Here at last, in her own words, is the true story of a pioneering spirit who risked her reputation, her prospects, and her fragile flesh and bone to satisfy her scientific curiosity; of how she sought true love and happiness despite her lamentable eccentricities; and of her thrilling expedition to the perilous mountains of Vystrana, where she made the first of many historic discoveries that would change the world forever.
If you’ve always wanted to give this series a try, you must try the audiobooks. Kate Reading’s narration is fantastic – she brings Isabella to life so wonderfully – and when it’s comfort you’re after you can’t go wrong with a dash of fantasy of manners. To me this series reads like if Jane Austen wrote about dragons, so if you love a 19th century period drama then the style this book’s written in is for you.
Soulless by Gail Carriger
Narrated by Emily Gray
Alexia Tarabotti is laboring under a great many social tribulations.
First, she has no soul. Second, she’s a spinster whose father is both Italian and dead. Third, she was rudely attacked by a vampire, breaking all standards of social etiquette.
Where to go from there? From bad to worse apparently, for Alexia accidentally kills the vampire–and then the appalling Lord Maccon (loud, messy, gorgeous, and werewolf) is sent by Queen Victoria to investigate.
With unexpected vampires appearing and expected vampires disappearing, everyone seems to believe Alexia responsible. Can she figure out what is actually happening to London’s high society? Will her soulless ability to negate supernatural powers prove useful or just plain embarrassing? Finally, who is the real enemy, and do they have treacle tart?
Speaking of fantasy of manners, Gail Carriger is the ideal author for a situation like this. Not only do I find her books comforting, but they’re also so fun and harmlessly silly that I know I’m going to smile when I read something of Carriger’s. I’ve heard her Finishing School books are also wonderful audiobooks!
The Goblin Emperor by Katherine Addison
Narrated by Kyle McCarley
The youngest, half-goblin son of the Emperor has lived his entire life in exile, distant from the Imperial Court and the deadly intrigue that suffuses it. But when his father and three sons in line for the throne are killed in an “accident,” he has no choice but to take his place as the only surviving rightful heir.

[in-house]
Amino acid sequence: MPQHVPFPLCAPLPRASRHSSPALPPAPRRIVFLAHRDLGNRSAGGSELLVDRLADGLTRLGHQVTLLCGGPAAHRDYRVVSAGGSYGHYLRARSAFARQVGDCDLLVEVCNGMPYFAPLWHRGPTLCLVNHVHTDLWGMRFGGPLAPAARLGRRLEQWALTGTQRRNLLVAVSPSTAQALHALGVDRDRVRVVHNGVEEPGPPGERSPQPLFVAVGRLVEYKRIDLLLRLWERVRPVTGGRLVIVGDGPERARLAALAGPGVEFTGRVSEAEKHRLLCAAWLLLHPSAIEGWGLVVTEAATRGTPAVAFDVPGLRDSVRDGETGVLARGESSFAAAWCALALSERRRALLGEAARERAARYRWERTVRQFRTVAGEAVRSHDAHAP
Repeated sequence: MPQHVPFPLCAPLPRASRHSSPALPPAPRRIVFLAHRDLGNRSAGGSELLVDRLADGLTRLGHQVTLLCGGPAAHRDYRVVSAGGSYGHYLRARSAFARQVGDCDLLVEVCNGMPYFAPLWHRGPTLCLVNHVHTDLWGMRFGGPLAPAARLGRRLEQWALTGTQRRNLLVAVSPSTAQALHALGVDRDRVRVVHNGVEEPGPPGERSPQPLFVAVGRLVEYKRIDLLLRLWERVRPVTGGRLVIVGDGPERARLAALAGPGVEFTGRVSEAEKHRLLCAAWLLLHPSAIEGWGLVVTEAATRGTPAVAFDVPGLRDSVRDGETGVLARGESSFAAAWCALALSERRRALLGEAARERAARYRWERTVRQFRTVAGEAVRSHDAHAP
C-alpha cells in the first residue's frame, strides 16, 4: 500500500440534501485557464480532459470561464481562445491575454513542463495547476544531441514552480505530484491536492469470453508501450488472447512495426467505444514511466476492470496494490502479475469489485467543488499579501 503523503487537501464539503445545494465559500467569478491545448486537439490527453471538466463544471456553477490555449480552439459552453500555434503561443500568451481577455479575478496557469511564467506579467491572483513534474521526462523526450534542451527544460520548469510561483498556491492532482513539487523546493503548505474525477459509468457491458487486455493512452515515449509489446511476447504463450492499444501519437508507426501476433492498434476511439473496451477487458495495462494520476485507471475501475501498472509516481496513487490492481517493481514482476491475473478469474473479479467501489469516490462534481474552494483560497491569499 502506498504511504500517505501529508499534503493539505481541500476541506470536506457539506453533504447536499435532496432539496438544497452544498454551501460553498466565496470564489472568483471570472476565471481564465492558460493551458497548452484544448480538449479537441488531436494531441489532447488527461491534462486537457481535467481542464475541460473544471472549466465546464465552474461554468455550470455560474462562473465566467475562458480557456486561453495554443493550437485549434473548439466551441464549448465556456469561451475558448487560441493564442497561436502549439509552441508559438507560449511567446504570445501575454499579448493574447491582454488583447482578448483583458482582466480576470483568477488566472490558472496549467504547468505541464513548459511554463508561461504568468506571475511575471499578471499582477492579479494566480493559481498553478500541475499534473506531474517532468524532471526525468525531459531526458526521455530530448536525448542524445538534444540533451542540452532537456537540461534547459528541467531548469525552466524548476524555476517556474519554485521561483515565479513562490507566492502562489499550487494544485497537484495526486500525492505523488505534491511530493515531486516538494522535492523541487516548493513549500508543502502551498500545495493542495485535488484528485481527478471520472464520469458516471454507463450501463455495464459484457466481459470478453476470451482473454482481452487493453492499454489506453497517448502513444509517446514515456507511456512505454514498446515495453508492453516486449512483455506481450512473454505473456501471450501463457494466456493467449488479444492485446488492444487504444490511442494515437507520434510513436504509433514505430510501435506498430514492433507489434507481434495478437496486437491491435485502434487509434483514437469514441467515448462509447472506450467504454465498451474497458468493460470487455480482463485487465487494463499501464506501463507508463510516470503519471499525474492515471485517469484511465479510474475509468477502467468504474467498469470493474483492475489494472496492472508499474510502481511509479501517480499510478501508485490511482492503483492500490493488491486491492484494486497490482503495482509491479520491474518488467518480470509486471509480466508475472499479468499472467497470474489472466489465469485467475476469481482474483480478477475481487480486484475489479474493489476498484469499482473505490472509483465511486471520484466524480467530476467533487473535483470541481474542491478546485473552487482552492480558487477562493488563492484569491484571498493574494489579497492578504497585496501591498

Entirely unschooled in the art of court politics, he has no friends, no advisors, and the sure knowledge that whoever assassinated his father and brothers could make an attempt on his life at any moment.
Surrounded by sycophants eager to curry favor with the naïve new emperor, and overwhelmed by the burdens of his new life, he can trust nobody. Amid the swirl of plots to depose him, offers of arranged marriages, and the specter of the unknown conspirators who lurk in the shadows, he must quickly adjust to life as the Goblin Emperor. All the while, he is alone, and trying to find even a single friend . . . and hoping for the possibility of romance, yet also vigilant against the unseen enemies that threaten him, lest he lose his throne–or his life.
You all knew this was going to be here, didn’t you? My favourite novel is also wonderful as an audiobook – and a very useful way to learn how to pronounce all the elvish names! I love Kyle McCarley’s narration, and I’ve found comfort in this story plenty of times since I first read it back in 2015. If you want to be swept away to a completely different world for a few hours, this is the story you need.